“Two in-development tablet devices that seemed intriguing as details were slowly revealed over the last few months have apparently died in the womb. Microsoft said the Courier is not to be, and HP has hit the brakes on the tablet PC Microsoft’s CEO Steve Ballmer showed on stage at CES in January… In a one-two punch to Microsoft and Windows, various technology blogs and websites reported late last week that Microsoft has ended plans to make its Courier dual-screen tablet, and HP (NYSE: HPQ) has hit the brakes on production of the tablet computer that Microsoft CEO Steve Ballmer showed off in prototype form at January’s Consumer Electronics Show.”
Our Courier dreams are shattered. However, manufacturers including Microsoft feel there’s still time to produce a tablet but they want to get it right. Ace in the hole is Android-based tablets (See What Would a Google Tablet Look Like? Here Are Some Clues).
So, the first round goes to Apple. If there’s a round #2 you’ll hear about it.
Now that our speculations about Apple’s tablet (including a name) have been put to rest, it’s time to play Speculation 2.0. What are we speculating about? How about a Google tablet.
Electronista says “Google is in the midst of crafting its own tablet to take on the iPad, a leak late Sunday may have revealed. CEO Eric Schmidt at a recent Los Angeles party purportedly told those gathered that the company is working on an Android tablet. Most of its details weren’t mentioned, but it would be both an e-reader and a general computing device.”
The Electronista staff adds: “Any tablet launch would be controversial for Google, as it would not only stoke the heated battle with Apple even further but risk alienating the company’s hardware partners.”
Can’t pass up a good rumor? Then Google prepping its own Android tablet? is perfect for you.
David Pogue, the wonderful blogger who tells technology like it is for the New York Times, has weighed iPad in the balance and found it not wanting.
He’s also weighed it on a scale and found it heavy compared to Kindle, 1.5 pounds vs. 10 ounces. But that is not a fatal factor in his evaluation. In fact there are no fatal factors in his evaluation. His biggest reservation is the fundamental concept of the iPad itself: why does the iPad exist? At first we were mystified by this enigmatic, existential question. But like a koan the answer came the next day. More on that in a moment.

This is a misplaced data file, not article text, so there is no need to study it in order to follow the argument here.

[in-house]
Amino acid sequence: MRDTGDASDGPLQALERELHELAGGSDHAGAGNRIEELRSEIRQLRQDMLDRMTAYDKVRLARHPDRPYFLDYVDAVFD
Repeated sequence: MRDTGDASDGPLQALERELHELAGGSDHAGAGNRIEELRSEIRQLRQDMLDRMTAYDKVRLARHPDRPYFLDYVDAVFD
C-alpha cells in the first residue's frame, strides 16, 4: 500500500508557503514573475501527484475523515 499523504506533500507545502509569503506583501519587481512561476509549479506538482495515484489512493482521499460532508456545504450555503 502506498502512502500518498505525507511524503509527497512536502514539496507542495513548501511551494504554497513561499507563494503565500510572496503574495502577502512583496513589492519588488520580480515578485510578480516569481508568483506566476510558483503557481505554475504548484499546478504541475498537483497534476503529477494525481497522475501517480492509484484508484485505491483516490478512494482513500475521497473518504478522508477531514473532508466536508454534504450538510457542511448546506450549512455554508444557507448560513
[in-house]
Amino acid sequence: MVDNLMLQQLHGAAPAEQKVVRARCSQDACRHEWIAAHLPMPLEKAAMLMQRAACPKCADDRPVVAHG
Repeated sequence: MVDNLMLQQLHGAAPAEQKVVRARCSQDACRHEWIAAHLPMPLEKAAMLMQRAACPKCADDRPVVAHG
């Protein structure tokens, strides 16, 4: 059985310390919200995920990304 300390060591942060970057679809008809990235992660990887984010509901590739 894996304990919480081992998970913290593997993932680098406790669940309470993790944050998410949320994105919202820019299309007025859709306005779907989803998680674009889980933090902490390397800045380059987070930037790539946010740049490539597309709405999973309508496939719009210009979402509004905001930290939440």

Pogue’s approach to appraising Apple’s tablet is divided in two: one column for geeks and one for shleppers. We take umbrage at the distinction, because it doesn’t give much credit to a generation of lay users who are quite conversant with computer specs. In fact this shlepper didn’t see anything so complex in Pogue’s “techie” section that could not be comprehended by an English major who did his Master’s thesis on Henry James.
Here are some highlights of Pogue’s analysis:
- There’s an e-book reader app, but it’s not going to rescue the newspaper and book industries (sorry, media pundits). The selection is puny (60,000 titles for now). You can’t read well in direct sunlight. At 1.5 pounds, the iPad gets heavy in your hand after awhile (the Kindle is 10 ounces).
- When the iPad is upright, typing on the on-screen keyboard is a horrible experience
- Things open fast, scroll fast, load fast
- The iPad can’t play Flash video…Thousands of Web sites show up with empty white squares on the iPad
- There’s no multitasking…It’s one app at a time
- The simple act of making the multitouch screen bigger changes the whole experience
- A great AT&T cellular deal
- 150,000 existing iPhone apps run on the iPad and 1000 specially designed for the iPad’s bigger screen
We said Pogue likes the iPad with an asterisk, but besides cavils like weight and glare, his specific reservations are so modest we won’t bother to reprint them here. You can read them on Looking at the iPad From Two Angles
Pogue’s glowing bottom line is this: “The iPad is so fast and light, the multitouch screen so bright and responsive, the software so easy to navigate, that it really does qualify as a new category of gadget. Some have suggested that it might make a good goof-proof computer for technophobes, the aged and the young; they’re absolutely right.”
So – what does Pogue mean when he says the iPad is a hit except for the concept? The answer came in an article by Brad Stone and Claire Cain Miller published in the Times the next day. “Many consumers do not understand the device’s purpose, who would want to pay $500 or more for it and why anyone would need another gadget on top of a computer and smartphone. After all, phones are performing an ever-expanding range of functions, as Apple points out in its many iPhone commercials.” A banker commented that “I can do everything on my MacBook Pro, cellphone and BlackBerry. I don’t need any more devices. I already have six phone numbers and enough things to plug in at night.” A Silicon Valley entrepreneur was quoted as saying “But let’s see: you can’t make a phone call with it, you can’t take a picture with it, and you have to buy content that before now you were not willing to pay for.”
But that very same entrepreneur said “The first five million will be sold in a heartbeat.” Not very enigmatic or cosmic, but until something comes along to top the iPad, this would seem to be the last word.
Every Blogger owes a debt of gratitude to newspapers and magazines. This posting relies on original research and reporting performed by the New York Times.